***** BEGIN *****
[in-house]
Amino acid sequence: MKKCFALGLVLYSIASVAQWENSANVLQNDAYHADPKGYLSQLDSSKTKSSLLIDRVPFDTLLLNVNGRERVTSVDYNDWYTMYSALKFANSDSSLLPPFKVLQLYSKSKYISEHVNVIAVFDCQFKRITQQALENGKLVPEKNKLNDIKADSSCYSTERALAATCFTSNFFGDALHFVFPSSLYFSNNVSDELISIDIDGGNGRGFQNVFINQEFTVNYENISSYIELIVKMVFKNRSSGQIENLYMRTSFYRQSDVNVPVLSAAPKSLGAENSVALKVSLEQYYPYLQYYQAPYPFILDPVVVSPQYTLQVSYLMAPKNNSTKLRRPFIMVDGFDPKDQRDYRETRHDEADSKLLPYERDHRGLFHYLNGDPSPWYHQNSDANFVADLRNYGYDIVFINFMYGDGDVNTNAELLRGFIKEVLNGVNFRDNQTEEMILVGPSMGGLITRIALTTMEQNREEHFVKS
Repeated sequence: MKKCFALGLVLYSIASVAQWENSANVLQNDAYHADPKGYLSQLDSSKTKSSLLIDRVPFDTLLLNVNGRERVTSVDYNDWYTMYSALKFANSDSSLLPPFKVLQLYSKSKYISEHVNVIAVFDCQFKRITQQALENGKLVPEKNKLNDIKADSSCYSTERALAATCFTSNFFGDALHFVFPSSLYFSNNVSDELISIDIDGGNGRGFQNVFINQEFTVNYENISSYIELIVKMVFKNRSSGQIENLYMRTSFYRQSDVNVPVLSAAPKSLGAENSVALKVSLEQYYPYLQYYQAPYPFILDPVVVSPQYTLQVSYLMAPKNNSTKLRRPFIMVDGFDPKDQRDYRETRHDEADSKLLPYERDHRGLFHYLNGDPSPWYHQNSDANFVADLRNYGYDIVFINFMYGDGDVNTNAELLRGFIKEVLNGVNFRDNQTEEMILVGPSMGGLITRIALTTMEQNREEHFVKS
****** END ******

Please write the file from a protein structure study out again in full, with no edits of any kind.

[in-house]
Amino acid sequence: MKKCFALGLVLYSIASVAQWENSANVLQNDAYHADPKGYLSQLDSSKTKSSLLIDRVPFDTLLLNVNGRERVTSVDYNDWYTMYSALKFANSDSSLLPPFKVLQLYSKSKYISEHVNVIAVFDCQFKRITQQALENGKLVPEKNKLNDIKADSSCYSTERALAATCFTSNFFGDALHFVFPSSLYFSNNVSDELISIDIDGGNGRGFQNVFINQEFTVNYENISSYIELIVKMVFKNRSSGQIENLYMRTSFYRQSDVNVPVLSAAPKSLGAENSVALKVSLEQYYPYLQYYQAPYPFILDPVVVSPQYTLQVSYLMAPKNNSTKLRRPFIMVDGFDPKDQRDYRETRHDEADSKLLPYERDHRGLFHYLNGDPSPWYHQNSDANFVADLRNYGYDIVFINFMYGDGDVNTNAELLRGFIKEVLNGVNFRDNQTEEMILVGPSMGGLITRIALTTMEQNREEHFVKS
Repeated sequence: MKKCFALGLVLYSIASVAQWENSANVLQNDAYHADPKGYLSQLDSSKTKSSLLIDRVPFDTLLLNVNGRERVTSVDYNDWYTMYSALKFANSDSSLLPPFKVLQLYSKSKYISEHVNVIAVFDCQFKRITQQALENGKLVPEKNKLNDIKADSSCYSTERALAATCFTSNFFGDALHFVFPSSLYFSNNVSDELISIDIDGGNGRGFQNVFINQEFTVNYENISSYIELIVKMVFKNRSSGQIENLYMRTSFYRQSDVNVPVLSAAPKSLGAENSVALKVSLEQYYPYLQYYQAPYPFILDPVVVSPQYTLQVSYLMAPKNNSTKLRRPFIMVDGFDPKDQRDYRETRHDEADSKLLPYERDHRGLFHYLNGDPSPWYHQNSDANFVADLRNYGYDIVFINFMYGDGDVNTNAELLRGFIKEVLNGVNFRDNQTEEMILVGPSMGGLITRIALTTMEQNREEHFVKS